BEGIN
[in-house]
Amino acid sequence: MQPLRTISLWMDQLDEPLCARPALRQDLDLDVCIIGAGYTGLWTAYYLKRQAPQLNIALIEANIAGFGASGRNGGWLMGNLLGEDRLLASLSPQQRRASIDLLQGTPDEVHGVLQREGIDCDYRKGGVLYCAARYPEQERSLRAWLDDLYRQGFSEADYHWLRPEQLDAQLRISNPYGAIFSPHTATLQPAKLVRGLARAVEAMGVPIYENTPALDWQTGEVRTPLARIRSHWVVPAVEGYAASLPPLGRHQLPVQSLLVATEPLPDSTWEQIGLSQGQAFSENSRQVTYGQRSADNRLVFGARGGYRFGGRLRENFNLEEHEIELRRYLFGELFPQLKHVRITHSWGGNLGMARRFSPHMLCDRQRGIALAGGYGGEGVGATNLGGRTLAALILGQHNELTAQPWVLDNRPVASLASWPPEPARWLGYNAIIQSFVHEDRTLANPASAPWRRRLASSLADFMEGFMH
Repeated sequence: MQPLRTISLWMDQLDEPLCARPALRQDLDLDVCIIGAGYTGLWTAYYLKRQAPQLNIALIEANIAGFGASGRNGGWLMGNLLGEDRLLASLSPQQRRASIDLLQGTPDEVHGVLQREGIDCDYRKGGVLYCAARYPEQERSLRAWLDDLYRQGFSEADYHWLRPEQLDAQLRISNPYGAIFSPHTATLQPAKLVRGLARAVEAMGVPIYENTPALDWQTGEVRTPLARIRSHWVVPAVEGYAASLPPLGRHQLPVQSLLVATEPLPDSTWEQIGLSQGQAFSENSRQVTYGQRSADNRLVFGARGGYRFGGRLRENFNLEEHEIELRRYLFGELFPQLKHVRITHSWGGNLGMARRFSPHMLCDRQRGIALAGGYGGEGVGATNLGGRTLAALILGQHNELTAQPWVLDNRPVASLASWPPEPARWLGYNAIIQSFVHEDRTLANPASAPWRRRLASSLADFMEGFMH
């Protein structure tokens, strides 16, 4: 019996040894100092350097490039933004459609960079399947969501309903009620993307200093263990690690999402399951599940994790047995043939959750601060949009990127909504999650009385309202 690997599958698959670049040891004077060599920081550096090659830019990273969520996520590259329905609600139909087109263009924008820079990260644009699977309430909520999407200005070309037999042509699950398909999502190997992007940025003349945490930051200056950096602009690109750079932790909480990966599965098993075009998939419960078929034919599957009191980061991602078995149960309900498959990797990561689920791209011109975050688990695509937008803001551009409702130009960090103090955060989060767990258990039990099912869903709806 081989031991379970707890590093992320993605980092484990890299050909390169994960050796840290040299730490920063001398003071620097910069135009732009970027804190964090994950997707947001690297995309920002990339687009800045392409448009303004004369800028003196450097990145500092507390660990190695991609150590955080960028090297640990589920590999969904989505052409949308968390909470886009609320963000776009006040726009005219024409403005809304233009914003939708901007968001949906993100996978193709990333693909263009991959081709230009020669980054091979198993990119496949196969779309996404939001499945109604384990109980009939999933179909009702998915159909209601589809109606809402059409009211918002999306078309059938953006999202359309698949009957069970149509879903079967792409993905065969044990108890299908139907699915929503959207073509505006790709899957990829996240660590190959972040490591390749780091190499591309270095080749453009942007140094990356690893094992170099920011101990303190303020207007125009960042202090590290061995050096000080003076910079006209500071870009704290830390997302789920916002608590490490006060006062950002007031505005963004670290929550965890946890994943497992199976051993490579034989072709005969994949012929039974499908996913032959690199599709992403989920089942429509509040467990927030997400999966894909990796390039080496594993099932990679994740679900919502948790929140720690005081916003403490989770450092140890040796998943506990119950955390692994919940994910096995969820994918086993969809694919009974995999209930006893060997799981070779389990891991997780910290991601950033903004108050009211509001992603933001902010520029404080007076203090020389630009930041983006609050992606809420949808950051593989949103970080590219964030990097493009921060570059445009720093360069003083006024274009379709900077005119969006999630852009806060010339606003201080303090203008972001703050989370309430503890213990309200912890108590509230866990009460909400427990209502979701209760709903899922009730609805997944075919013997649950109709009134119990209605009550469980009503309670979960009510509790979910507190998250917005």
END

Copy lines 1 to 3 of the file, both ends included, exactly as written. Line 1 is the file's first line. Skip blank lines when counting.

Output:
[in-house]
Amino acid sequence: MQPLRTISLWMDQLDEPLCARPALRQDLDLDVCIIGAGYTGLWTAYYLKRQAPQLNIALIEANIAGFGASGRNGGWLMGNLLGEDRLLASLSPQQRRASIDLLQGTPDEVHGVLQREGIDCDYRKGGVLYCAARYPEQERSLRAWLDDLYRQGFSEADYHWLRPEQLDAQLRISNPYGAIFSPHTATLQPAKLVRGLARAVEAMGVPIYENTPALDWQTGEVRTPLARIRSHWVVPAVEGYAASLPPLGRHQLPVQSLLVATEPLPDSTWEQIGLSQGQAFSENSRQVTYGQRSADNRLVFGARGGYRFGGRLRENFNLEEHEIELRRYLFGELFPQLKHVRITHSWGGNLGMARRFSPHMLCDRQRGIALAGGYGGEGVGATNLGGRTLAALILGQHNELTAQPWVLDNRPVASLASWPPEPARWLGYNAIIQSFVHEDRTLANPASAPWRRRLASSLADFMEGFMH
Repeated sequence: MQPLRTISLWMDQLDEPLCARPALRQDLDLDVCIIGAGYTGLWTAYYLKRQAPQLNIALIEANIAGFGASGRNGGWLMGNLLGEDRLLASLSPQQRRASIDLLQGTPDEVHGVLQREGIDCDYRKGGVLYCAARYPEQERSLRAWLDDLYRQGFSEADYHWLRPEQLDAQLRISNPYGAIFSPHTATLQPAKLVRGLARAVEAMGVPIYENTPALDWQTGEVRTPLARIRSHWVVPAVEGYAASLPPLGRHQLPVQSLLVATEPLPDSTWEQIGLSQGQAFSENSRQVTYGQRSADNRLVFGARGGYRFGGRLRENFNLEEHEIELRRYLFGELFPQLKHVRITHSWGGNLGMARRFSPHMLCDRQRGIALAGGYGGEGVGATNLGGRTLAALILGQHNELTAQPWVLDNRPVASLASWPPEPARWLGYNAIIQSFVHEDRTLANPASAPWRRRLASSLADFMEGFMH